Speed Review: Trophy Buck
Some people buy board games, some people borrow board games, and some have board games thrust upon them.
The UK Games Expo is a wonderful place for all kinds of gamers. Not only is it filled with wonder and wonderment, games galore, and a fantastic crowd of people, but also, on the odd occasion, you not only buy games but you get given them for free. Thus is how, in 2015, we ended up with Trophy Buck.
Today we are going to look at a speed review for Trophy Buck. A speed review is a review developed to aim to explore a game in a written review, spending less time writing the review than playing the game. Today I am actually trying a new format for the speed reviews on this site, hopefully making the challenge slightly more interesting. I’d be interested to hear your thoughts about the format in the comments after the article.
What this means though is that, since Trophy Buck takes only around 20 minutes to play then, from the moment we start off with the first title, I only have 20 minutes to write the review. Fun, eh?
Okay, so let’s crack on with this. It’s pointless me yammering on in the introduction if we only have 20 minutes to write the review. Let’s do this!
What is Trophy Buck?
Trophy Buck is a push-your-luck dice game, designed by Steve Jackson and published by Steve Jackson Games, in which you are hunters looking to bag the best and biggest game from your day out hunting. The game, according to BGG (Board Game Geek, or the big internet repository of great board game knowledge) re-implements Zombie Dice, although I will have to take BGG on its word with that. It has been absolute years since I last played Zombie Dice.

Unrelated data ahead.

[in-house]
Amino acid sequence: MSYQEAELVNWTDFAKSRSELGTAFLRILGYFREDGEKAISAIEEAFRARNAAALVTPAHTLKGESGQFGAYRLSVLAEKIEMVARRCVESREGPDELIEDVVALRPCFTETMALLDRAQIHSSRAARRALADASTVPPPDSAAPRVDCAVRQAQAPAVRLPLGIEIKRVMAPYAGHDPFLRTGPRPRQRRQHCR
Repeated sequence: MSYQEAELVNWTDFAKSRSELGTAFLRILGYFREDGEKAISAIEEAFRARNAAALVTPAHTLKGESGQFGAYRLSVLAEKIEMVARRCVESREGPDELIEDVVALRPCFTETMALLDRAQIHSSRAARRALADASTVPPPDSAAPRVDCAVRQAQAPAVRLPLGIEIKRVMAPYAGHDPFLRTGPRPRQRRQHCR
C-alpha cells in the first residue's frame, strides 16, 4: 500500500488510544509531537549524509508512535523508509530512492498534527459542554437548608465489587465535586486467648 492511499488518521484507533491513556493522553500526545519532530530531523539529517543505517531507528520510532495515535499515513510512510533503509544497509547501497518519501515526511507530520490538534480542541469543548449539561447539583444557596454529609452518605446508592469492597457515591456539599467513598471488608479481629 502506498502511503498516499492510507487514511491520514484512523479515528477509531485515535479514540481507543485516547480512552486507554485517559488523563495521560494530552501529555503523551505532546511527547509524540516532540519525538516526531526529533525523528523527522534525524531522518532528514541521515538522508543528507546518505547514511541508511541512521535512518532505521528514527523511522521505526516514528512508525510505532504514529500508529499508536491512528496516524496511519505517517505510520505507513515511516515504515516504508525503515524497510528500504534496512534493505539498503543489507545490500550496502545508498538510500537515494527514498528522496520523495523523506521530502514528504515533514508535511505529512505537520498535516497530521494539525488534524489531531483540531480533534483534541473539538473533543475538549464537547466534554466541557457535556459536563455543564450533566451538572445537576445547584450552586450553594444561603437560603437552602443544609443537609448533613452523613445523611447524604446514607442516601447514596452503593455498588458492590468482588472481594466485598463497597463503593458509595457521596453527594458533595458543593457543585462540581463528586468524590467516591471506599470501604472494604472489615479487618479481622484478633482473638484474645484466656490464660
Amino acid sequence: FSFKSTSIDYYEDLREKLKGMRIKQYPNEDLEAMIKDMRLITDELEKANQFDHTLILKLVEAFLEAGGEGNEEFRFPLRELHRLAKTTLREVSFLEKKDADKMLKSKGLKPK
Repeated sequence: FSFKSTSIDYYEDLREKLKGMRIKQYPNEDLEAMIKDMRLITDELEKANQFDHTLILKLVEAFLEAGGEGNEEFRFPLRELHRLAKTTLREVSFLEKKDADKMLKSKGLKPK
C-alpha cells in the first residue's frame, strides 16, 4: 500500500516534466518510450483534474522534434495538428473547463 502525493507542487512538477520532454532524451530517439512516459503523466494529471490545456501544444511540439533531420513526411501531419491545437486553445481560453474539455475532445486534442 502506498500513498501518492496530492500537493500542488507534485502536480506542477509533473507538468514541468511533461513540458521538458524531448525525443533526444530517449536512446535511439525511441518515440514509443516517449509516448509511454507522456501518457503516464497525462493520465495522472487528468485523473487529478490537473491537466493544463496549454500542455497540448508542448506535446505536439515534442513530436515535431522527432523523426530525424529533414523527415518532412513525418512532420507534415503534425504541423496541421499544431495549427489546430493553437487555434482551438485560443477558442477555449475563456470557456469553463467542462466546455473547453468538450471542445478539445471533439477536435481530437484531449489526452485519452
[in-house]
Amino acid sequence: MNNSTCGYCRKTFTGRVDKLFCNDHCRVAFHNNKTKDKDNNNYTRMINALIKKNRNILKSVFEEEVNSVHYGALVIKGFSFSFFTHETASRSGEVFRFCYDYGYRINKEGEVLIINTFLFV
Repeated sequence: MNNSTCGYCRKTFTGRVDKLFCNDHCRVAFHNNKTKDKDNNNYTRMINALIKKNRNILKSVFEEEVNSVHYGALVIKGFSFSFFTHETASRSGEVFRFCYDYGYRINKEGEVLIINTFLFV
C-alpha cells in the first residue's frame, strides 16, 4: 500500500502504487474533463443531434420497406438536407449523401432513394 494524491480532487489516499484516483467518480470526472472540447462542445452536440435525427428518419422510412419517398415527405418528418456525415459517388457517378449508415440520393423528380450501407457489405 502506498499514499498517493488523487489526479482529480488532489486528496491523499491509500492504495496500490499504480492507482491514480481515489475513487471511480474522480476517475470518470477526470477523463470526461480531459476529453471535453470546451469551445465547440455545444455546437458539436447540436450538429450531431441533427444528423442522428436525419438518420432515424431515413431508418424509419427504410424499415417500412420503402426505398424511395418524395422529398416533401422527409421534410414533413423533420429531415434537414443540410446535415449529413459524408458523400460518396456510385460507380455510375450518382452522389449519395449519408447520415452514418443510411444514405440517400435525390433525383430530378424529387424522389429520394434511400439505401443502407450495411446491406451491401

How is Trophy Buck played?
In Trophy Buck players take it in turns to roll a handful of dice, looking to get the best possible roll.
On your turn you will pick up three dice out of the Trophy Buck bag (this game comes in a bag, rather than in a box) and roll them. The dice have different types and colours of faces. If, for instance, you roll a number then you get that many points. The dice are colour coded, with brown dice having sides with 2 on them, white having sides with 4, green having sides with 6, and orange having sides with a whopping 8 points.
The number of each type of dice in the bag vary – so there are 5 brown dice, but only 1 orange, making it more likely you will draw a brown. The colours represent the size of the deer as well, with brown being bucks, and orange being the TROPHY BUCK. White and green are somewhere in between.
The other results you can get on the dice include startles and tracks.
On your turn, you roll your three dice, and then it is up to you to choose if you want to roll again. If you do, you pick up any track dice you rolled, plus enough dice from the bag to make your hand up to three dice, and reroll them. There are 12 dice total, so you can (in theory) roll all 12 dice on a turn. At any time you can stop rolling and count up your total, ending your turn.
Careful though! If you decide to keep rolling and get three startles then you lose all of your points for that turn, returning from the hunt with diddly squat.